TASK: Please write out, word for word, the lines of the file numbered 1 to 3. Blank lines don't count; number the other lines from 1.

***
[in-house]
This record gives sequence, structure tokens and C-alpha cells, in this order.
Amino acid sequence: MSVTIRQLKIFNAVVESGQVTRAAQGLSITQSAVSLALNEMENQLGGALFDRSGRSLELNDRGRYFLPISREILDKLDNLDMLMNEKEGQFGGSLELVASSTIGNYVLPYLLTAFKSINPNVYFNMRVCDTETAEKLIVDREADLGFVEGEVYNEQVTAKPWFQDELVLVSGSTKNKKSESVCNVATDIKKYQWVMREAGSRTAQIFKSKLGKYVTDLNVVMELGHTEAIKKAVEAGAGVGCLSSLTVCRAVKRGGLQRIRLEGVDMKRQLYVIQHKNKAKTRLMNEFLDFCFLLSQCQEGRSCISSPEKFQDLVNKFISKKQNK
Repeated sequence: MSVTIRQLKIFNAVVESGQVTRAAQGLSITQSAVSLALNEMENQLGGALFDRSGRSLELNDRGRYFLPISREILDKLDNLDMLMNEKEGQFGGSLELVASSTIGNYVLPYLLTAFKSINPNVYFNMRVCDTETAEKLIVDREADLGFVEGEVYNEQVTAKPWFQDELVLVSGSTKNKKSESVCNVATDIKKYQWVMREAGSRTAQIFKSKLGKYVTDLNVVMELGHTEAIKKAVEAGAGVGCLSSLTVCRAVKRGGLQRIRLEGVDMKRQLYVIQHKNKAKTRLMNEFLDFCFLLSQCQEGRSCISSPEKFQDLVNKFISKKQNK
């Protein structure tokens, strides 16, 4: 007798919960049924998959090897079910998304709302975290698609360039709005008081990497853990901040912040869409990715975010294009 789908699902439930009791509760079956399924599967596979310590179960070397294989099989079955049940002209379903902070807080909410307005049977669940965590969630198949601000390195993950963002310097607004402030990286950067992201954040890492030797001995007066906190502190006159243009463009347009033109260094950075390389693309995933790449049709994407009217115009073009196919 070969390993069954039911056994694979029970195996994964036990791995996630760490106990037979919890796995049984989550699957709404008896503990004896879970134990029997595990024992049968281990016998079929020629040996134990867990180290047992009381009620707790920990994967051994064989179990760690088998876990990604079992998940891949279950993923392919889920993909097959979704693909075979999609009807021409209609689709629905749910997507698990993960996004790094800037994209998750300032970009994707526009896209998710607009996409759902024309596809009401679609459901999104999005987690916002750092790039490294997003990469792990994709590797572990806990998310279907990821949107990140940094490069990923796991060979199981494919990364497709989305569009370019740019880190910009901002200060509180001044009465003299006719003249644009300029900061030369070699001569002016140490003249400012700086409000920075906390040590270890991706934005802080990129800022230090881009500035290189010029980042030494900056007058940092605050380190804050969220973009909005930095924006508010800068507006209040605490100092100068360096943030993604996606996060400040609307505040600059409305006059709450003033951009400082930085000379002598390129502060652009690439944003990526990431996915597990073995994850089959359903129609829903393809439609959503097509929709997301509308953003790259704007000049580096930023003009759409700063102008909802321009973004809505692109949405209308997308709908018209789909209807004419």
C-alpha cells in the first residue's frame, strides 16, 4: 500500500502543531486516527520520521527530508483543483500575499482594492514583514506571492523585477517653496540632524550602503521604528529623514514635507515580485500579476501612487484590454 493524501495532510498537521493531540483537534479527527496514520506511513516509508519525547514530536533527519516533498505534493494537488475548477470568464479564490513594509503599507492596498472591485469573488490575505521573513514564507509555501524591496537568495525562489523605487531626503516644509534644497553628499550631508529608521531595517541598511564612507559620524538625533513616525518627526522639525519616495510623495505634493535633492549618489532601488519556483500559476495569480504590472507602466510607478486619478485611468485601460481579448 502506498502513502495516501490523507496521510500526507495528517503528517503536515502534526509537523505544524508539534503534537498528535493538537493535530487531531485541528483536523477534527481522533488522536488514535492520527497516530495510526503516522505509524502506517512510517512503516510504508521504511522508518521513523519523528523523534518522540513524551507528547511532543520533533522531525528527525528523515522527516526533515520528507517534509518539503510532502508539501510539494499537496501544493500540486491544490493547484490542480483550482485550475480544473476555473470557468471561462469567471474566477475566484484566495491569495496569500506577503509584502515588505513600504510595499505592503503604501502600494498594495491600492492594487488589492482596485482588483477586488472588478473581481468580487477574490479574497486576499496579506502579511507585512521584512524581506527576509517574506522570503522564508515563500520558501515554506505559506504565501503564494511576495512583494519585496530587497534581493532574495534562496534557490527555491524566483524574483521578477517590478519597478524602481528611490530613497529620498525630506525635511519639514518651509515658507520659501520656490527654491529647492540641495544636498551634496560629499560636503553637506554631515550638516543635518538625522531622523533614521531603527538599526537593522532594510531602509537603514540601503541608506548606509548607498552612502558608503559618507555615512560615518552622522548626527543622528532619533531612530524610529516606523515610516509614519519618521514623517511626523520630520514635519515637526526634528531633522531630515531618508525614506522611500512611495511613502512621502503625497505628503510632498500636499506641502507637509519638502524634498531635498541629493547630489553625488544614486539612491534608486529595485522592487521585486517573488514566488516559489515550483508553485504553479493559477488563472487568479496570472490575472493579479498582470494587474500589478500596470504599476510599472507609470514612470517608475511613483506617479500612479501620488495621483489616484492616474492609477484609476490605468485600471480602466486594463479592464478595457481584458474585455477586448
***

[in-house]
This record gives sequence, structure tokens and C-alpha cells, in this order.
Amino acid sequence: MSVTIRQLKIFNAVVESGQVTRAAQGLSITQSAVSLALNEMENQLGGALFDRSGRSLELNDRGRYFLPISREILDKLDNLDMLMNEKEGQFGGSLELVASSTIGNYVLPYLLTAFKSINPNVYFNMRVCDTETAEKLIVDREADLGFVEGEVYNEQVTAKPWFQDELVLVSGSTKNKKSESVCNVATDIKKYQWVMREAGSRTAQIFKSKLGKYVTDLNVVMELGHTEAIKKAVEAGAGVGCLSSLTVCRAVKRGGLQRIRLEGVDMKRQLYVIQHKNKAKTRLMNEFLDFCFLLSQCQEGRSCISSPEKFQDLVNKFISKKQNK